DeShona Pepper Robertson, Dance Magnet Director at Stivers, has choreographed a beautiful piece of liturgical dance with some of Mary Lou Williams’ sacred music, secured for us by LaFrae Sci. Interestingly, it is the priest and friend of Mary Lou Williams who holds the rights to her sacred music. Ms. Williams went through a spiritual crisis in the middle of her career, converting to Catholicism and bonding with the priest who later became her dear friend and spiritual guide. Choreographers also featured are Erin Robbins of South Dayton Dance Theatre and Denise Miller from Sinclair. Ceora and Cyrah Ward, student dancers from Stivers, are assisting Miss DeShona.
Rodney Veal, Artistic Director for the project, is thrilled with all the collaborative aspects of this project. “I am amazed at how the words of Dr. Martin Luther King Jr and the music of Mary Lou Williams intersect and weave a compelling narrative for our times,” Veal says. “The young performers in the concert have embraced the theme of the show, celebrating tolerance and the beauty of community coming together. I’m hoping that people will gain an appreciation for the musical genius of Mary Lou Williams. This performance will showcase some amazing interpretations of her music.”
Teaching tolerance and modeling peace through creativity, this robust group of artists are honoring the wisdom of Dr. Martin Luther King Jr, hoping that all who witness the performance will resonate with the themes! Photographer, Glenna Jennings will show a number of photographs in the Blair Theatre lobby on the theme of Free Spirits. The piece included here (left) – The One and the Many – is a gorgeous example of Ms Jenning’s work with archival images from NCR, bringing Dayton history to new life!
Sponsors for this event include City of Dayton’s Human Relations Council, MetLife, DP & L Foundation, Dayton Foundation and Sinclair Community College.
Dayton Most Metro Ticket Contest
We have TWO PAIRS of tickets to give away for this concert! Simply fill out the form below and leave a comment saying that YOU want to win tickets from Dayton Most Metro to see FREE SPIRITS, and we’ll pick two random winners on Sunday 2/10 – GOOD LUCK!
Congratulations to our winners!
Kelly, who turns 21 this spring, has swept jazz by storm over the last decade, winning countless honors and quickly racking up recordings. Her eighth album, Grace Kelly Live at Scullers, was released less than a month ago, and the starry list of notables she’s recorded and performed with includes Wynton Marsalis, Lee Konitz, Dave Brubeck, Harry Connick, Jr., Esperanza Spalding, David Sanborn, Joey DeFrancesco, Ann Hampton Callaway, Rufus Reid, Cedar Walton, Marian McPartland, Dianne Reeves, Kenny Barron, and Huey Lewis, among others. In 2011, she co-headlined her sixth release, The Man With the Hat, with saxophone legend Phil Woods, backed by an all-star band.
Kelly (born Grace Chung before her mother married stepfather/manager Bob Kelly when Grace was two years old) began piano lessons at age six, influenced by a strong classical background in her mother’s family (her aunt is a classical violinist, her grandmother a classical pianist). She fell in love with classic Stan Getz, John Coltrane, and Wayne Shorter recordings her parents played during Sunday brunch, and by age nine she’d picked up the alto sax. She gave her first concert just six weeks later, and by age 12, she’d released Dreaming, her first CD.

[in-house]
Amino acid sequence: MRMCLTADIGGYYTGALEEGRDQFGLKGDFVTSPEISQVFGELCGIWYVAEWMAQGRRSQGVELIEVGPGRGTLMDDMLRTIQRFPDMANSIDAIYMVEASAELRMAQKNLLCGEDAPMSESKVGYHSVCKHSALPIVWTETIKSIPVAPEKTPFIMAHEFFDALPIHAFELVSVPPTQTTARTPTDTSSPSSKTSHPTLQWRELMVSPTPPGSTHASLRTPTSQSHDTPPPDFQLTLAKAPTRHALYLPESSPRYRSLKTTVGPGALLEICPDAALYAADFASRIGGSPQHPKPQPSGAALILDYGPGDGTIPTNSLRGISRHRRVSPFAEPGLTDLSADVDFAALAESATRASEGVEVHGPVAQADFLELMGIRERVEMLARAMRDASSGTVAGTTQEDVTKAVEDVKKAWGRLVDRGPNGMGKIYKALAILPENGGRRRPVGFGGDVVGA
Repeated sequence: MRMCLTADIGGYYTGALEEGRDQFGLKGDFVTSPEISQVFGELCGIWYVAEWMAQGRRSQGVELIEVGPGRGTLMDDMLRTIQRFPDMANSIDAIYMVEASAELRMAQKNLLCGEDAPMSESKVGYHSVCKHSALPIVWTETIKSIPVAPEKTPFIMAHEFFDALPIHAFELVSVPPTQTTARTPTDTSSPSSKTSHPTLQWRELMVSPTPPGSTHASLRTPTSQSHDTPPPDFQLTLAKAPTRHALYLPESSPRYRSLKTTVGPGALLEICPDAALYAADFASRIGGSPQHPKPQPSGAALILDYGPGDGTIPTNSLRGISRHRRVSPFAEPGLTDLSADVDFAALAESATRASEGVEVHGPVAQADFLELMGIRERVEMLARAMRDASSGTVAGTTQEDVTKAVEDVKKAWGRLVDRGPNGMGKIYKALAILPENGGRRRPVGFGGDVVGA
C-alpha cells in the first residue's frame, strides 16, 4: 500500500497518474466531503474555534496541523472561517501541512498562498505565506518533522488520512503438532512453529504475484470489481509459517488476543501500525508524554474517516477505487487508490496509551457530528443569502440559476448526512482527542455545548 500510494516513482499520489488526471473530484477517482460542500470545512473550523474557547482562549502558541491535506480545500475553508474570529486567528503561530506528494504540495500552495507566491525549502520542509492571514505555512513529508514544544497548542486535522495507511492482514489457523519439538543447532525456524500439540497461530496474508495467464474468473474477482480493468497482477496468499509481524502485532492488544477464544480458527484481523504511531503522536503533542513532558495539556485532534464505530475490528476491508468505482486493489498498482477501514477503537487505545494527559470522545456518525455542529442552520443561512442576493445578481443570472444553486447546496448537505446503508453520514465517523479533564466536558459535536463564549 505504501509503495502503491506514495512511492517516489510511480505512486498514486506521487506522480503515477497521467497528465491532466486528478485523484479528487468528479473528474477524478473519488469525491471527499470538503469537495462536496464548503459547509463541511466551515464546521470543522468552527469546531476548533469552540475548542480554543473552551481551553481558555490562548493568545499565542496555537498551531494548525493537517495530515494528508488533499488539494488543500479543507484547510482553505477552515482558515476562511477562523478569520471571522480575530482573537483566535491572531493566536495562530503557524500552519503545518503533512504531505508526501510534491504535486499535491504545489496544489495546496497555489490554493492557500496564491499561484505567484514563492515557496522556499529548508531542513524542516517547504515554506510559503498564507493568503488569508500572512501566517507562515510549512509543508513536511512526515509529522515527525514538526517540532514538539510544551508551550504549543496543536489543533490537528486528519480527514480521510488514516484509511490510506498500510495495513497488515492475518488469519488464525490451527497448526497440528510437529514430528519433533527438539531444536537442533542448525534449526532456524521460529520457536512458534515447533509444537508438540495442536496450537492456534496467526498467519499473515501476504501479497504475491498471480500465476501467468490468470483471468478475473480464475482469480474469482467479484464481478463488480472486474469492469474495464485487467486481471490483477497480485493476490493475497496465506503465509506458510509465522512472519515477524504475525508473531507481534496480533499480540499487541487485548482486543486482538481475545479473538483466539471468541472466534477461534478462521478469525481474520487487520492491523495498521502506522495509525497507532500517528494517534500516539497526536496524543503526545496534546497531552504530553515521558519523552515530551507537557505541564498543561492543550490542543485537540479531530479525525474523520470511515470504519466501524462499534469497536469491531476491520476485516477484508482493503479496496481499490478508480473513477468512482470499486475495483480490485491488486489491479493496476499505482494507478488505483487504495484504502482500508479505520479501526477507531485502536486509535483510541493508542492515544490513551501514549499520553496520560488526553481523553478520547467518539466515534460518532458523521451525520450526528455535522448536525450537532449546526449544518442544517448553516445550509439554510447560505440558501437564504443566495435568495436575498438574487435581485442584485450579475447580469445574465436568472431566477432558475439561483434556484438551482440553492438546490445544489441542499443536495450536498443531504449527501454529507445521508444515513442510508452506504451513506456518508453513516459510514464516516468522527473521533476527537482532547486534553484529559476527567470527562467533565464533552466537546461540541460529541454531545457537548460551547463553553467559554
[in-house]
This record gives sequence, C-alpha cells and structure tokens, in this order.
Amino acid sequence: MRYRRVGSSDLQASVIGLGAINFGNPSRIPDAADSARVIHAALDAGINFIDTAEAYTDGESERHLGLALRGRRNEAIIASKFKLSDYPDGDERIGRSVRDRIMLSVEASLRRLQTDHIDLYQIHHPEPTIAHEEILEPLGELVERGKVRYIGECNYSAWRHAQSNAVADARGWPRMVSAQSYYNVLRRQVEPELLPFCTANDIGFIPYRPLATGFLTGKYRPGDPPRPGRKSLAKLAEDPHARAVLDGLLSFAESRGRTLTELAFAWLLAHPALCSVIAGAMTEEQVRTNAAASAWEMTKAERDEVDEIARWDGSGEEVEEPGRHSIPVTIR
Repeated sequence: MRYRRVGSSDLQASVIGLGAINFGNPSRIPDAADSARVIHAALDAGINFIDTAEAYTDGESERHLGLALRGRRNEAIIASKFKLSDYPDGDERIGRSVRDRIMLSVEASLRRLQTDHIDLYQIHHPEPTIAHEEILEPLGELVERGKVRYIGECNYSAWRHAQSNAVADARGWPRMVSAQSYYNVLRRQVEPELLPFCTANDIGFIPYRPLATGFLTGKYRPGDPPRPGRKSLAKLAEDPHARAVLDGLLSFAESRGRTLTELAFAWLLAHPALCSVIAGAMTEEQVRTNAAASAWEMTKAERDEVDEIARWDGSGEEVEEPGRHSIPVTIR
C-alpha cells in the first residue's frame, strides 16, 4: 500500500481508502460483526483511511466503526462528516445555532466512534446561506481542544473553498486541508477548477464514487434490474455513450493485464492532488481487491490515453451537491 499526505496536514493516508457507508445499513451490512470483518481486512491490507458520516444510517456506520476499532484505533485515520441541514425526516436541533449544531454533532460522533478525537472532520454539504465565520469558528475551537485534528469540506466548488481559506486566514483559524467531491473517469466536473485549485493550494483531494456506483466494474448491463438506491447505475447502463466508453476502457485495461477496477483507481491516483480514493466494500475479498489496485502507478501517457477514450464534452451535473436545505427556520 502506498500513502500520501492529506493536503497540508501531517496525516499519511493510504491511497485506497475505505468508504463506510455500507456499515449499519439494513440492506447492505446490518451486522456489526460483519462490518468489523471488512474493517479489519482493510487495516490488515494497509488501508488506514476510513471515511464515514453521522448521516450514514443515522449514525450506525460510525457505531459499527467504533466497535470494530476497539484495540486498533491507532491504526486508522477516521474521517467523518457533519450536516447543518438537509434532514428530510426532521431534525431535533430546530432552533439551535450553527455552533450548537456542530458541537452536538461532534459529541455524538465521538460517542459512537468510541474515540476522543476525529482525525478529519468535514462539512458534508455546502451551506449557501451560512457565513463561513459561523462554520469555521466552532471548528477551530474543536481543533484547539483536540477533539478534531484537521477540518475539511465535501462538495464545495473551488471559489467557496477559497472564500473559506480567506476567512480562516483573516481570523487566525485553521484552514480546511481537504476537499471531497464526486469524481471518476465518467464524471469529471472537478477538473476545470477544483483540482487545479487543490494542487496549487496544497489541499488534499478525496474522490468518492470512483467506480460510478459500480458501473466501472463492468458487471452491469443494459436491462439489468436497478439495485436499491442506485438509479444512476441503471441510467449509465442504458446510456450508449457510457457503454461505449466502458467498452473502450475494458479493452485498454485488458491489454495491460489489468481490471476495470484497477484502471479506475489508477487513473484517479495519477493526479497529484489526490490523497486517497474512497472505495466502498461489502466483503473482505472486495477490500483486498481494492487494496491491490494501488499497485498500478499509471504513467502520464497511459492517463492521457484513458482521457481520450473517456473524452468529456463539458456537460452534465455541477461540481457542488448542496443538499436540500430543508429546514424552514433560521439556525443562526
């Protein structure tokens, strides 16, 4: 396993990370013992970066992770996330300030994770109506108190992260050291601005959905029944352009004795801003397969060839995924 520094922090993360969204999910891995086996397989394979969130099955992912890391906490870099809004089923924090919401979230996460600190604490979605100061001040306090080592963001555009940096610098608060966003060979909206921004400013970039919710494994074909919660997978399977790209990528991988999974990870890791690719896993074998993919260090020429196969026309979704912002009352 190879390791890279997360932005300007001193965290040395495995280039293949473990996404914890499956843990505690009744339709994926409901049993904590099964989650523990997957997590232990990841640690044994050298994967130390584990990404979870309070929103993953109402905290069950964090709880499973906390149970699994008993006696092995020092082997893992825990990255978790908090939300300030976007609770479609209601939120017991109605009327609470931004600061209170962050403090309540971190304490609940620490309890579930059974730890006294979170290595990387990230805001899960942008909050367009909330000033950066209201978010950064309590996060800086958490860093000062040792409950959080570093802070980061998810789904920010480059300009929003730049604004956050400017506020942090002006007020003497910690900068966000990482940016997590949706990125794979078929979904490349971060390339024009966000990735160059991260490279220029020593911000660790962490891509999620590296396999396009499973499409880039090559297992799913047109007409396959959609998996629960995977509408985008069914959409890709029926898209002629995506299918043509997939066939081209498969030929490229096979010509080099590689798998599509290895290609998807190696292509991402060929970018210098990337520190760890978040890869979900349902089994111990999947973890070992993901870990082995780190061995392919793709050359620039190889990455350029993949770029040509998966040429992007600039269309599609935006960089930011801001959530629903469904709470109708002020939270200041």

The accolades poured in, and concerts at prestigious venues and festivals around the world. She bypassed much of high school, obtaining her GED at 16 and receiving a full scholarship to Boston’s Berklee College of Music. She graduated last year at 19, and now teaches residency workshops there.
Kelly still plays piano as well, and her knowledge has grown to include bass, drums, clarinet, flute, and tenor and soprano saxophones. She composes and arranges much of her own music, and of course sings regularly.
Her joyful vocals get prominent stage time on Live at Scullers, a much more eclectic outing than previous efforts. Blending jazz with elements of genres like country, pop, rock fusion, and funk, she hints at a future that could stretch out in any direction. On the opener, “Please Don’t Box Me In,” she sings, “Don’t tell me who I am/Let me tread the waters/Let me scope the Land/’Cause I’m young/I’m free/I have dreams to fill/If I don’t act now/Then I know I never will.”
David Was of NPR’s Day to Day said four years ago, “What if I told you that the future of jazz, which many have pronounced dead or dying in the last two decades, rested in the hands of a 16-year-old Korean American saxophonist named Grace Kelly? … I’ve heard the future of jazz and it is Grace Kelly.”
To purchase tickets, call the Cityfolk Box Office at 937-496-3863 or visit us at 126 N. Main St. Ste. 220 from 10 am – 4 pm. * Some ticket fees will apply.
Senior, student, explorer and group sales discounts are available for most shows.
(update: an earlier version of this article said Wednesday Feb. 14th but the concert is actually Thursday Feb 14th)
Dayton Most Metro Ticket Contest
We have TWO PAIRS OF TICKETS to give away to see Grace Kelly at Gilly’s on Valentine’s Day (Feb. 14th)! Simply fill out the form below and then leave a comment saying that you would “love” Dayton Most Metro and Cityfolk to send you and your significant other to see Grace Kelly on Valentine’s Day. We’ll announce winners on Friday 2/8 – GOOD LUCK!
Congratulations to our ticket winners: